[a conceptual play in the form of a poem]

the situation

two friends have decided never
to speak to each other again

they feel that the affection
and respect they have for each other
is gradually dwindling away with each word
that passes between them

the situation is dramatic
a play for two actors
and two loudspeakers

the voices on loudspeakers
are the voices of the two actors

stage dark at first
gradual light reveals
the two friends seated
facing each other
one left one right of stage

loudspeaker over the head
of each friend

loudspeaker left tells why
friend left will not crack first

loudspeaker right tells why
he thinks
friend right will not crack

and so on

while loudspeakers speak
seated friends react
with bodily and facial gestures
to what loudspeaker
above each head says

voices on loudspeakers
get louder more argumentative
more aggressive angry enraged
as the play progresses

argument  turns to a debate
a trial a competition
voices encourage friends
to remain firm in their silence

loudspeaker left
tells that the reason
friend left will not crack
is because he is a poet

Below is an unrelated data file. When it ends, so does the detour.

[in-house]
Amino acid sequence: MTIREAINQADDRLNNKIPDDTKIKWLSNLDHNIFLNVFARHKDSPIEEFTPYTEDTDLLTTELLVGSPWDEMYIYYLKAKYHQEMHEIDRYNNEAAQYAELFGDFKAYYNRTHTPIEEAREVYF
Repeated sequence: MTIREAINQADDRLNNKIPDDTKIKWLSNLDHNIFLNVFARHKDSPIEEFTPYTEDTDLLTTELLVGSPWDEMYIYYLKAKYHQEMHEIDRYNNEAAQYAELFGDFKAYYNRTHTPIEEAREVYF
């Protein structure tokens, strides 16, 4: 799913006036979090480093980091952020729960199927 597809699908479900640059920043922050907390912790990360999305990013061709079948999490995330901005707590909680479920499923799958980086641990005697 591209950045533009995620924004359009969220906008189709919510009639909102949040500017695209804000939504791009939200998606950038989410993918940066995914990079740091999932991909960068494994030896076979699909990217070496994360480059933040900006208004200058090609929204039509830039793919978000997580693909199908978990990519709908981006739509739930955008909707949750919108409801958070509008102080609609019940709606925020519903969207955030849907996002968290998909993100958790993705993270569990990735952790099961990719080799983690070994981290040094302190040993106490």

and poets know
silence and solitude

loudspeaker right retorts
that friend right is an actor
and actors know how not
to crack during a play

loudspeaker L
tells that friend L
will not crack first
because once upon a time
during the great war
he was tortured
he was tortured because
he knew something
something very secret
something unspeakable
the enemy tortured him
but he did not talk
he refused to talk

for weeks and for weeks
he remained silent in torture
and silence became for him
the reverse of torture
that is why friend R will not crack first

loudspeaker R
counters by saying
that anyone
in friend L's situation
would have found
the courage not
to crack it's natural
it's easy its normal
when one is being
tortured it's the rule

friend R found much more
courage for something
much more traumatic
and he was only seven then
the day his father beat him
with his belt
slashing at his body
with the leather of the belt
and even the belt buckle
and that day friend R swore
to himself in his pain
that he would not talk
to his father for a whole month
and for a whole month friend R
never spoke a word to his father
only a few can find
that  kind of courage
the happy few
and he was only seven then

and so on and so on

as the play progresses it becomes
gradually evident that the two silent
friends are growing more and more tense
nervous tortured in their bodies and minds

as the loudspeakers
continue to argue
the two friends
let out a scream
at the same time

say something please
say something
I can't take it anymore

say something please
say something
I can't take it any more

the screams get louder
as stage goes dark

no applause
no curtain call

Copyright © 1996 Raymond Federman